If you are flying into Yellowknife it would be a good idea to rent a car if you want to explore around a lot.
Warning it is a little expensive though compared to your main centers. I paid $58 per day, 25 total free kilometers and $0.35 per kilomter after that and these can rack up!
You determine if its within your budget but certainly helpful! Learning to drive around Yellowknife is very easy.
Northwest Territories in summer time you will see lots of constuction going on everywhere this is because it's the only time they can work on things because in winter the ground is hard and covered with ice and snow with the temperature really low it makes working in winter alot harder so in summertime expect some constuction delays in some area's
This is the ferry on the way to Yellowknife, Northwest territories and doesn't cost anything it's completely free but the only thing is it stops running certain times of the year when the river starts to freeze it makes it hard for the ferry to get thur the ice and you will need to wait till the ice is thick enough to drive over. it's only a few minute ride across the river.
Note:when the ferry is not in service the only way in or out of yellowknife is by airplane and also some roads are only useable in winter time.
Travelling north from Alberta along the MacKenzie Highway brings you to the town of Hay River on the southern shore of Great Slave Lake. This is Louise Falls on the Hay River. Continuing west along the MacKenzie Highway brings you to the ferry crossing of the mighty MacKenzie River at Fort Providence just downstream from where it leaves Great Slave Lake. The river here is more than 2km wide at this point. During the coldest part of the winter there is an ice bridge here.
The road distance from Edmonton to Yellowknife is about 1520 km
The second photo shows what can happen in winter when the ice is not thick enough to support the weight of a big transport truck. Here, a large tanker truck has broken through the ice bridge across Great Slave Lake. At least 3-4 feet of ice would be necessary.
We rented an auto from Budget Rent-A-Car. In the photo, I am (in the red shirt) posing with the Budget Rent-A-Car Manager and Apprentice Supervisor. Watch out for the rental manager (far left in the photo with black and white fur) as he is under a lot of stress training the apprentice supervisor (guy in the Green shirt).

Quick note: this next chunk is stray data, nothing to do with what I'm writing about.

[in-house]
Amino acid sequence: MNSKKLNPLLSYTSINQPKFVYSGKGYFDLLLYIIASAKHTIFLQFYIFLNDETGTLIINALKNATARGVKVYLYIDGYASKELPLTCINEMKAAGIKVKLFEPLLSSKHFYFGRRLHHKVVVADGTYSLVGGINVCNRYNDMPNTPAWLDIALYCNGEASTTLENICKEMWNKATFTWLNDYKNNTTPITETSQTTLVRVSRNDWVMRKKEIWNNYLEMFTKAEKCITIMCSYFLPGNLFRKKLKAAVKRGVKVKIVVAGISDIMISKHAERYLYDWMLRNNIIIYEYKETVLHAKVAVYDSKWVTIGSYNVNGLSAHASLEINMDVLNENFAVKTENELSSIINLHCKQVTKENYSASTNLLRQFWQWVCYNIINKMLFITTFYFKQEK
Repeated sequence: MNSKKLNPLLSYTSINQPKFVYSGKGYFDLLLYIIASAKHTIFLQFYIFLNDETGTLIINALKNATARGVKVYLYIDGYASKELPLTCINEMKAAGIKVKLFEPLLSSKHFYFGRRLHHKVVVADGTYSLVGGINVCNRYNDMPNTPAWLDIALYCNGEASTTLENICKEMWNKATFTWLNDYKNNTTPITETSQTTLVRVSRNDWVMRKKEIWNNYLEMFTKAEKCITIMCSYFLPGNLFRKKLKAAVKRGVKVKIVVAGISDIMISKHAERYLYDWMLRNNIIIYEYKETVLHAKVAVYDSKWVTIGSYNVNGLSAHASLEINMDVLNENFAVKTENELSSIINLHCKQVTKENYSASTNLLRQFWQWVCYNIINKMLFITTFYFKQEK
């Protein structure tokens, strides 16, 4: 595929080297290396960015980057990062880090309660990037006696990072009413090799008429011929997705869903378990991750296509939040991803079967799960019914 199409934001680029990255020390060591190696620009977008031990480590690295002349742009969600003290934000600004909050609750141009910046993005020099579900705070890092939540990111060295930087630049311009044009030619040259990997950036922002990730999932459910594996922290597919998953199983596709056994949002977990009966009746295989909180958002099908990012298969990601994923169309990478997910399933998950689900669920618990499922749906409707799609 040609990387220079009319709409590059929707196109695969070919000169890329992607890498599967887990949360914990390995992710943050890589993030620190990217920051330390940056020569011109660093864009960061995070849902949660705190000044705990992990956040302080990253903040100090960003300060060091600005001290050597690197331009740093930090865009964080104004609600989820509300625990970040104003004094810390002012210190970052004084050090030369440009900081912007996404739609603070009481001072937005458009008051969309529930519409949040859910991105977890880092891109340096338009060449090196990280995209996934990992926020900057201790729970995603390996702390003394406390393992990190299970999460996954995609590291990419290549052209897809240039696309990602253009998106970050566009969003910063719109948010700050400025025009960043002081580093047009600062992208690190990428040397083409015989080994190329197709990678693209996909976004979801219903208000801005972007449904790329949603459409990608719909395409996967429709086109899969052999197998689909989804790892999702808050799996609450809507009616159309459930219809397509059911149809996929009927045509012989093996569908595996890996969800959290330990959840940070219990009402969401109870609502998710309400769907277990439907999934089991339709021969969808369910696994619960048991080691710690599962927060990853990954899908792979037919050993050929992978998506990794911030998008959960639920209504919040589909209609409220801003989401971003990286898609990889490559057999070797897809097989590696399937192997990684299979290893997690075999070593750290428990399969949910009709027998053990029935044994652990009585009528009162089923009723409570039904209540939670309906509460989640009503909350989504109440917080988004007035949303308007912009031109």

If you are staying downtown (or even near downtown like at the Explorer) and not planning on going out of town, using your own two feet for transportation (i.e. walking) is just as easy.
Air Tindi offers scheduled flights from Yellowknife to the remaining communities in the North West Territories.
The company also offers flights in smaller planes from the float plane dock. I recall it was $175 for three people to take a scenic tour of the area. You could also get a caravan seating 7 for a small amount more.
First Air is probably the main carrier into Yellowknife.
I have to say I enjoyed my short hour and 20 minute flight from Edmonton, Alberta, Canada.
We were also given a meal that was good by airplane standards.
Airfield Data: 2 Runways, Fire Category 6
Runway 1: Heading 15/33, 2,286m (7,500ft), PLR 12
Runway 2: Heading 09/27, 1,524m (5,000ft), PLR 12
Passenger Facilities: 15 check-in desks, 3 gates, 1 baggage claim belt, Post Office, Restaurants, Cafeterias, Bars, Gift Shop, Car Rental, Taxi Service/Rank, First Aid, Baby/Parent Room, Disabled Access/Facilities
If you are hoping to sleep in the airport as a budget traveller, I found this comment online and I have to agree.
(Contributed by Olivia) "The airport terminal building is small and does not lend itself to undisturbed sleep. The seating is scientifically designed for discomfort through its particular lack of attention to lumbar support. Best bet for loitering between flights would be to try out the airport restaurant with booth seating and home made goodies. Chatting it up with the nice folk who staff the car rental booths is a good time waster too."
Getting there, well I guess you can drive, but it's best to fly. We took Canadian Airlines from Vancouver to Yellowknife (connection in Edmonton), the flight was not too long and landing in Yellowknife airport was cool. I love going into small airports that only have a few gates...no frills!!!
From late April to late May, flying is the only option. Well sort of. The 1.5 mile long ice bridge will be out at the MacKenzie river and the ferry not in yet. If your vehicle is under 3500 pounds you can have it (and you) slung across under a helicopter. Otherwise, park in Hay River and take a flight from there (and take a bus back (8 hours) after the ferry is in to collect your wheels). By DC-3 is the most fun.
Pretty much anywhere in town is within a 1 hour walk. A mountain bike is better though. A city bus is available from the airport to town for $2